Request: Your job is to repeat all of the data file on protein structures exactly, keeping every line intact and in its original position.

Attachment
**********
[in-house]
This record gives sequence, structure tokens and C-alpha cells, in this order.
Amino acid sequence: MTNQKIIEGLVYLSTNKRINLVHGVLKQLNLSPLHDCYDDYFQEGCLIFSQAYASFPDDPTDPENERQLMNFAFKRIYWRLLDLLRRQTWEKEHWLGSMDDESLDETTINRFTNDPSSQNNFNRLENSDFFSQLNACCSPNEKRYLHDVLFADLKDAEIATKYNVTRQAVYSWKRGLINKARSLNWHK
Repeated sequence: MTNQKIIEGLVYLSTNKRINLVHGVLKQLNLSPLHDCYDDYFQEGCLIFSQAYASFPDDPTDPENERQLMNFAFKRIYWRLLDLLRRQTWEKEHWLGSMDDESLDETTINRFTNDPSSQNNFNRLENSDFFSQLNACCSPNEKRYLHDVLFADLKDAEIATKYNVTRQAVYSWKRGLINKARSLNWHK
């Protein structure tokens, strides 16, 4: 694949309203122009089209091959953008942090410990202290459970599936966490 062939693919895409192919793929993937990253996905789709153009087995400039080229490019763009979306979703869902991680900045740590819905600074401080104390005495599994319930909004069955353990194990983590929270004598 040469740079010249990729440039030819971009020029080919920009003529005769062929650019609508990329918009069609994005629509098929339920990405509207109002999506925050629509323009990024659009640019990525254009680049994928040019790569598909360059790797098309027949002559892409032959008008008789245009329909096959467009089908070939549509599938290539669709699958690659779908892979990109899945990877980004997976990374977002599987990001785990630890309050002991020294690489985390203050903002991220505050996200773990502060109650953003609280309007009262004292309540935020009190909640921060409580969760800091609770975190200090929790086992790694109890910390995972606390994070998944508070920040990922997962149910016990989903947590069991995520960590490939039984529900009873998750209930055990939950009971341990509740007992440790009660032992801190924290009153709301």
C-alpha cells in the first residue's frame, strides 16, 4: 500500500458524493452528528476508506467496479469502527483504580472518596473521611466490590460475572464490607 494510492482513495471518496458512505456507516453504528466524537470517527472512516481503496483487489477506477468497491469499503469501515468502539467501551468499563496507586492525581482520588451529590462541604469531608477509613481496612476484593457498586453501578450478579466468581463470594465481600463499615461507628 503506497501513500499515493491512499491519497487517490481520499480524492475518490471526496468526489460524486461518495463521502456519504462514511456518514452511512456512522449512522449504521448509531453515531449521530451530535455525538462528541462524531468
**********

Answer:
[in-house]
This record gives sequence, structure tokens and C-alpha cells, in this order.
Amino acid sequence: MTNQKIIEGLVYLSTNKRINLVHGVLKQLNLSPLHDCYDDYFQEGCLIFSQAYASFPDDPTDPENERQLMNFAFKRIYWRLLDLLRRQTWEKEHWLGSMDDESLDETTINRFTNDPSSQNNFNRLENSDFFSQLNACCSPNEKRYLHDVLFADLKDAEIATKYNVTRQAVYSWKRGLINKARSLNWHK
Repeated sequence: MTNQKIIEGLVYLSTNKRINLVHGVLKQLNLSPLHDCYDDYFQEGCLIFSQAYASFPDDPTDPENERQLMNFAFKRIYWRLLDLLRRQTWEKEHWLGSMDDESLDETTINRFTNDPSSQNNFNRLENSDFFSQLNACCSPNEKRYLHDVLFADLKDAEIATKYNVTRQAVYSWKRGLINKARSLNWHK
């Protein structure tokens, strides 16, 4: 694949309203122009089209091959953008942090410990202290459970599936966490 062939693919895409192919793929993937990253996905789709153009087995400039080229490019763009979306979703869902991680900045740590819905600074401080104390005495599994319930909004069955353990194990983590929270004598 040469740079010249990729440039030819971009020029080919920009003529005769062929650019609508990329918009069609994005629509098929339920990405509207109002999506925050629509323009990024659009640019990525254009680049994928040019790569598909360059790797098309027949002559892409032959008008008789245009329909096959467009089908070939549509599938290539669709699958690659779908892979990109899945990877980004997976990374977002599987990001785990630890309050002991020294690489985390203050903002991220505050996200773990502060109650953003609280309007009262004292309540935020009190909640921060409580969760800091609770975190200090929790086992790694109890910390995972606390994070998944508070920040990922997962149910016990989903947590069991995520960590490939039984529900009873998750209930055990939950009971341990509740007992440790009660032992801190924290009153709301």
C-alpha cells in the first residue's frame, strides 16, 4: 500500500458524493452528528476508506467496479469502527483504580472518596473521611466490590460475572464490607 494510492482513495471518496458512505456507516453504528466524537470517527472512516481503496483487489477506477468497491469499503469501515468502539467501551468499563496507586492525581482520588451529590462541604469531608477509613481496612476484593457498586453501578450478579466468581463470594465481600463499615461507628 503506497501513500499515493491512499491519497487517490481520499480524492475518490471526496468526489460524486461518495463521502456519504462514511456518514452511512456512522449512522449504521448509531453515531449521530451530535455525538462528541462524531468